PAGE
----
“That’s a significant increase.”

“You’re paying for significant power.”

Kensley stood to paced around the room. “No. I’ll only pay ten thousand, as we agreed.”

The Broker motioned to her companion. They started to rise. “Very well. Another buyer will be found.”

“Wait. Fine. Twenty. We can meet halfway.”

She sat back in the seat. “Twenty nine. Take the deal. Negotiate no further.”

“Ok, how about twenty five? You still come out fifteen thousand ahead, and I get to keep some dignity.”


Kensley ran his hand through his hair, pulling the shag at the base of his neck. “That’s not how negotiation works.”

The Broker let a half smile dance on her lips. “Thirty five.”

Kensley slammed his fist on the table. “I don’t have that!”

“But you have thirty.”

Kensley sagged. “Yes.”

“Then take the deal, or not. Quit wasting my time.”

Kensley paced the length of the bar several times. He reached into his shirt several times. He reached for the box once.

“Is it really a piece of her power?” he said, fingers outstretched.

The Broker slid the lid back. Inside the black velvet lined box sat a crystalline blue orb, etched with intricate designs.  “A Tatter. The same source of power as the Empress. Frozen. Ingestible. As promised.”

Kensley sighed heavily. He pulled a large pouch from his tunic and tossed it on the table with a heavy thud. Another two smaller pouches joined it, followed by several handfuls of lose coin. “Thirty thousand. A year’s worth of taxes for this province. Every coin to my name. All worth it for the power to fight the Tyrant.”

She pushed the box towards him careful not to touch the orb with her hands. “Do not forget the price.”

“I gave you all the money I have.”

“Not my price. The price it,” she pointed to the blue orb, “will demand of you.”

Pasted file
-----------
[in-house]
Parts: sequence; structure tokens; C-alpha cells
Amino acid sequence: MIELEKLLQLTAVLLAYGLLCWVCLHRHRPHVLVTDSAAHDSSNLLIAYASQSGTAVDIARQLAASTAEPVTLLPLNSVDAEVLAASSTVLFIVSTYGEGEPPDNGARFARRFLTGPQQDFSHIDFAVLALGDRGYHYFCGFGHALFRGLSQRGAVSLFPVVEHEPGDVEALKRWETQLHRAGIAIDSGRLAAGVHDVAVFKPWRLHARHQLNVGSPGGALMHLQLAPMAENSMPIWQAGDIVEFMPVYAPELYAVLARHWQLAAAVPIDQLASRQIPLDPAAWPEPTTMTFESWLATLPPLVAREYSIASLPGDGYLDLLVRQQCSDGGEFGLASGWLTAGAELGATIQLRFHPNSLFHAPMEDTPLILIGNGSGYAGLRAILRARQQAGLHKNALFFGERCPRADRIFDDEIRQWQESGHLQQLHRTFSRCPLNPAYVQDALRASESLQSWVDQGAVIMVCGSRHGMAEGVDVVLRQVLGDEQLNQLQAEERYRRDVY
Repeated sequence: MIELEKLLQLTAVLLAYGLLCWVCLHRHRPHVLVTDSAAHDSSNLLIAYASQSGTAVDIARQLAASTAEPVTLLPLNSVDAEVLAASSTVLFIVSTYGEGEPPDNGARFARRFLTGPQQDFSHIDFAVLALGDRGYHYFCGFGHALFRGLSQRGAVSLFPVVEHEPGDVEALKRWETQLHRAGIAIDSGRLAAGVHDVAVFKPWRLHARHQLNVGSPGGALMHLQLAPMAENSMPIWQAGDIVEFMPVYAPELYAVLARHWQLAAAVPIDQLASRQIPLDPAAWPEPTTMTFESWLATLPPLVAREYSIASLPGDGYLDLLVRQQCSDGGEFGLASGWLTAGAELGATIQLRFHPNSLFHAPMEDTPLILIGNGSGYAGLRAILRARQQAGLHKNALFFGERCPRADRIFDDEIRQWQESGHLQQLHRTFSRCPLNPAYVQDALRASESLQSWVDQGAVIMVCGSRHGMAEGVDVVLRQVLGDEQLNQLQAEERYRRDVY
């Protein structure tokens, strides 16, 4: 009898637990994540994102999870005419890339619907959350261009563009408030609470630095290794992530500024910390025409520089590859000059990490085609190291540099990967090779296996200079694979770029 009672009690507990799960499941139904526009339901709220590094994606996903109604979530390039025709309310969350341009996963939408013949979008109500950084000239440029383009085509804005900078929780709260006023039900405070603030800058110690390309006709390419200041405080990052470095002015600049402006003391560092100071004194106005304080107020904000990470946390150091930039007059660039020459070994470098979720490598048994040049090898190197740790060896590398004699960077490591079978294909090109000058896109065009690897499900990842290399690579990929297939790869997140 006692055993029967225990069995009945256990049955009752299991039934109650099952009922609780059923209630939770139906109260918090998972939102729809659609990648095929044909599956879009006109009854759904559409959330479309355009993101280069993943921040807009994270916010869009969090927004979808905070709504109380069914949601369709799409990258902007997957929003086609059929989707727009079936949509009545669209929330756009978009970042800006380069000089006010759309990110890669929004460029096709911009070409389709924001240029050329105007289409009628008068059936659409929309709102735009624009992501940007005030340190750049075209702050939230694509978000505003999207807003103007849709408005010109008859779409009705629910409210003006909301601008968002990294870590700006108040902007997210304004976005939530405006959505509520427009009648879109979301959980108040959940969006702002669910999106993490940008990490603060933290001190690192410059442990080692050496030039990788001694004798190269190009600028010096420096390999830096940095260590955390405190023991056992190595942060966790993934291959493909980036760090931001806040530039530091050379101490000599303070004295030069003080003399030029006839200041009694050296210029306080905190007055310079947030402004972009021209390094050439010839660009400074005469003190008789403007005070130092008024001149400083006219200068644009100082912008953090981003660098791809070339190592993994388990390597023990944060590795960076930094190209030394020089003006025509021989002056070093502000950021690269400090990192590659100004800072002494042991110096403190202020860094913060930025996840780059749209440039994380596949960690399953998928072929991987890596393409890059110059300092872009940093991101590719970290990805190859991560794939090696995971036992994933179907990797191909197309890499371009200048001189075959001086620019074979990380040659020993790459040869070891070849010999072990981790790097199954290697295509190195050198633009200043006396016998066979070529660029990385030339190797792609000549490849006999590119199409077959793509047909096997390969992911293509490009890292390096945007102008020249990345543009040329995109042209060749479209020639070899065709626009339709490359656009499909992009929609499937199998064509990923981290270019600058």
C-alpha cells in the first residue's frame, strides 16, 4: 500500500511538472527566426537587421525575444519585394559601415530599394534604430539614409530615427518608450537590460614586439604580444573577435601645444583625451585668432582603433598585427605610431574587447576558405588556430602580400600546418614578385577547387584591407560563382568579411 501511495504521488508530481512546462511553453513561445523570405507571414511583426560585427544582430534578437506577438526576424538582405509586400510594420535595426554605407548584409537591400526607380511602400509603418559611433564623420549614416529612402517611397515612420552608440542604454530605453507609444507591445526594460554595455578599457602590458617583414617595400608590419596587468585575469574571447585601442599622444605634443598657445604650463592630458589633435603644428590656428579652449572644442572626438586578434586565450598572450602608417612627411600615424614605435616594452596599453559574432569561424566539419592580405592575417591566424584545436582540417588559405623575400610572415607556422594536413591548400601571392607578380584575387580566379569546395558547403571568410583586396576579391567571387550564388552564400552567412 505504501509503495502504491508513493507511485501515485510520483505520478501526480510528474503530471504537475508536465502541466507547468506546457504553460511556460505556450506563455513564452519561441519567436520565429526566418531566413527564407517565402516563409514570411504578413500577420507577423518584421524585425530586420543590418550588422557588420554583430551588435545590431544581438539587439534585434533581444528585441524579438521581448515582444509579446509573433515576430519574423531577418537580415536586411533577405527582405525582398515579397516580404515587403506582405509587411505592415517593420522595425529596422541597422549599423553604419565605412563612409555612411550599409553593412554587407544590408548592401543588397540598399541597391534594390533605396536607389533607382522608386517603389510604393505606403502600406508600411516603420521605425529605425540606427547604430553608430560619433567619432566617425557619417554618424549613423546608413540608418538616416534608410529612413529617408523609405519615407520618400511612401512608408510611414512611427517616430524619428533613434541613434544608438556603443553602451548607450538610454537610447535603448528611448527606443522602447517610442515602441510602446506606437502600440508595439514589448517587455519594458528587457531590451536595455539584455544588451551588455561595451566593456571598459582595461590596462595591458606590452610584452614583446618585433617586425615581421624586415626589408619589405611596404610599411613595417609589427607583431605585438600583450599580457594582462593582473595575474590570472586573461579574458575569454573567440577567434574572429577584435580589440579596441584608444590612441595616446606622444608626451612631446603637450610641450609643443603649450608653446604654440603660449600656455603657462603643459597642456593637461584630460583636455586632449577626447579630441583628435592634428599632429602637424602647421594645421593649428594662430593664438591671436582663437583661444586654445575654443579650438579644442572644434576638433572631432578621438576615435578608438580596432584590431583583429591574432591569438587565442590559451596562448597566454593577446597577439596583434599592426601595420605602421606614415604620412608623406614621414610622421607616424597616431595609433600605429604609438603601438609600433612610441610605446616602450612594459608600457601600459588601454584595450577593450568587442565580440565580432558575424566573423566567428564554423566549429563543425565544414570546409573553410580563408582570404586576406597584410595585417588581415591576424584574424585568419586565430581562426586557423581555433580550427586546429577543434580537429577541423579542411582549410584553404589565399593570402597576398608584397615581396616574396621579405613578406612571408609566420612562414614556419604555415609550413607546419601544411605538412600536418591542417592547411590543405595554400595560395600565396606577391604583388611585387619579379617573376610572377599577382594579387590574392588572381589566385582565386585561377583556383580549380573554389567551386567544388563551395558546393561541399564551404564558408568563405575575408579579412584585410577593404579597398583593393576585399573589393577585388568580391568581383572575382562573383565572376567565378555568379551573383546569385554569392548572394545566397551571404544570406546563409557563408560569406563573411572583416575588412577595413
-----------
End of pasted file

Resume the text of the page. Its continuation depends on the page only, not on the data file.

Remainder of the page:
“I will pay anything for the chance to strike her down and free my people. Nothing and no one will stop me.” A jagged smile cut across his face. “I begin my hunt at daybreak.”

“Of course. A pleasure doing business with you.” The Broker said the last of those words to empty air. Kensley had already vanished with his prize.

She accepted her companion’s offer of aid in collecting the money and carrying it to their carriage around back. Safely inside she removed the heavy cloak and retrieved her jeweled circlet of office. Her companion removed her helmet, revealing a lined face surrounded by close cropped brown hair with hints of grey, a faint smile on her face. The Broker, no Emilia now, glared at her.

“Mother! You nearly gave us away by laughing.”

“I couldn’t help it. I can’t believe he called you a crone. You’re barely thirty.”

“I can’t blame him.” Emilia, brushing away the last vestiges of her black market persona, frowned at her brittle white hair and her wrinkled hands. “If you don’t mind my asking, why give him that power? He did not lie. He intends to confront you as soon as he can find you.”

“Because thirty thousand imperials can buy mercenaries and weapons. Because a war would inflict terrible atrocities on my people, on my land. Because I might be able to convince him to join us once I’ve beaten him.”

“And if he kills you?”

“I imagine I won’t be terribly concerned with anything.”


The Empress held up her hands placatingly. “Fine, fine. If he kills me, the Empire falls. Don’t worry, I’m not so old and frail that I can’t take one warrior on my own.”

Emilia knew that her mother felt confident about the fight, at least. “What of Governor Dimval?”

“We managed to recover the stolen taxes, so he shall keep his head.”

“Allowing failure to go unpunished? All the other tyrants will be disappointed in you.”

“Next time he won’t be so lucky.” The Empress tapped on the roof of the carriage. “Driver! Take us back to the Traveling Court. I’ve got to prepare for company.”